AllMusic: Is the process of building these songs more meticulous or impulsive?

This album took me six months to make; not in the studio every day for six months, but over a period of six months. It was very meticulous, the combination of musicianship, compositional ability, trying to have a moment where you feel inspired solo-wise, and aesthetically, thinking about the overall thing, if it’s pushing any new borders. It’s very meticulous in its attempt to try to create something new, and it’s in that meticulous mindset that you get these moments of spontaneity, but they have to fit in. A huge amount of work and detail goes into it, and you can hear the various layers of tracks on a song like “Gigantopithecus,” and they take a long time to form and go through many changes before I sign off on it and say, “OK, it’s there.”

AllMusic: Do you write out charts for these songs or is that impossible?

You can’t write it, usually it starts with a sonic quality that I create through matching devices and tones, and if I get something that’s interesting, a certain echo sound, it catches my ear and I’ll put down 16 or 32 bars of it with a click track, and if it inspires me to write something over it, that’s generally where it starts. Sometimes I have to write out a sort of schematic of where the piece is going, so I can stand back and look at them. In my studio at home, I have other pieces that are written-out compositions that I probably should make an album from.

AllMusic: Do you think of each song as a problem to be solved?

I’m not trying to make life hard for myself, but the challenge is always making it really have something of quality and character and an attitude. Making original art is challenging, you’re not just going to knock it out, this was a long, labor-filled project to get to this place where you have 53 minutes of music that’s all original, that takes time.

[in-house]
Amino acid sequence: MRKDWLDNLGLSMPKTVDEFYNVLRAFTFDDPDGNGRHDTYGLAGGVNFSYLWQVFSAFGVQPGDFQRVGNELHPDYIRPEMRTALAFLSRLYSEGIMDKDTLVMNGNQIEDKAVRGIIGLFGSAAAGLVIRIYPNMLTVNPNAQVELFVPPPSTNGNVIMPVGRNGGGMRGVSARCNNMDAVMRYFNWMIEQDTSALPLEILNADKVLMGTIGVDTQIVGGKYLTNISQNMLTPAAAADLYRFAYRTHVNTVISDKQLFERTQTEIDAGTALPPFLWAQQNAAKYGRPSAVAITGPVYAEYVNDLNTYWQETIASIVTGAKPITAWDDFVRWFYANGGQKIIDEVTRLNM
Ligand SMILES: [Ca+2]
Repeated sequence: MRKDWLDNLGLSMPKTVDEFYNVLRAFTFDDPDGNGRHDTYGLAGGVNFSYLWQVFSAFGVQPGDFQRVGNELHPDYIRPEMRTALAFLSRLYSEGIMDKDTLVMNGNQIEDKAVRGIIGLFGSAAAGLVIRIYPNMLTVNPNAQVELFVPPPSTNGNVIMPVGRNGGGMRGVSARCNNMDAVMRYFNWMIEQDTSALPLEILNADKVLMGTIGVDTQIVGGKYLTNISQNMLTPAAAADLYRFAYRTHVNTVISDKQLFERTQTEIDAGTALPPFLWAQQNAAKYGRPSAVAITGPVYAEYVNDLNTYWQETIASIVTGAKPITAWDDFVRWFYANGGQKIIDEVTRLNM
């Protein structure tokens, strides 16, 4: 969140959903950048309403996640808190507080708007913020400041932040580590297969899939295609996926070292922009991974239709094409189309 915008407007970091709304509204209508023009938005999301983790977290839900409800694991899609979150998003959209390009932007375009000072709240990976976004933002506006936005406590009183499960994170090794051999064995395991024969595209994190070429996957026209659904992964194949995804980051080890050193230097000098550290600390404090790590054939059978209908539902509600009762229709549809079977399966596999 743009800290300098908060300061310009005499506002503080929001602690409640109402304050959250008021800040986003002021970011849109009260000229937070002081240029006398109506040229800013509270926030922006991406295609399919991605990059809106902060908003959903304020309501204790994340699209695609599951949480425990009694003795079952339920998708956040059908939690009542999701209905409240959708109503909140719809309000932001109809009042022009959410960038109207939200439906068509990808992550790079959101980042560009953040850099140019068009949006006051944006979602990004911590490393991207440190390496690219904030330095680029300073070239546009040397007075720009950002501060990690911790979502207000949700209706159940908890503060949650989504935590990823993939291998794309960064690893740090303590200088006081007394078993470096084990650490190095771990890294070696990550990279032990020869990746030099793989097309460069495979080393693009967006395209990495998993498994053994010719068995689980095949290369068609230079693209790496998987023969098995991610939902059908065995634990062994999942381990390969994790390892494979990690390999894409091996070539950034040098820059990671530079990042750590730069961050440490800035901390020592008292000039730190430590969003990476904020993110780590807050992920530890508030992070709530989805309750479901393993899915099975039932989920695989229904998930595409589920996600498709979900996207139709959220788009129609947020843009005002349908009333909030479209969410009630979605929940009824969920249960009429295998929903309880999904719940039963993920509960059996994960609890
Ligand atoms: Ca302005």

AllMusic: When naming the songs for an instrumental album, are you tempted to give songs joke titles or do you tend to play it straight?

Being English, we have an overdeveloped sense of irony, which sometimes falls flat in America, but I believe in that, and I have many, many titles. I don’t generally start with a title and make everything match the title, although I did have Triboluminescence in mind for quite a long time, I discovered that word in a science book I was reading and said, “What a great word, I have to use that somewhere.” I always have plenty of titles, so afterwards, I’ll look at the names and titles I was sitting on and find some that fit the mood of the music, and then you have to make sure they all look good together. You need something intriguing and suggestive that gives you a hint about the music.

AllMusic: What's the longest you can go without playing guitar?

I can’t go much longer than three days. I can go on a trip, camping or whatever, and three days is about my limit. I went to Asia once for 10 days and it almost killed me, I couldn’t stand it. It’s such a part of me, it’s just something I need my hands on. I have a few Yamaha travel guitars that fold into a canvas bag you can put over your shoulder, so I can take one of those with me and at least have my hand on something and keep it going. I don’t like to be away from it for more than a couple of days.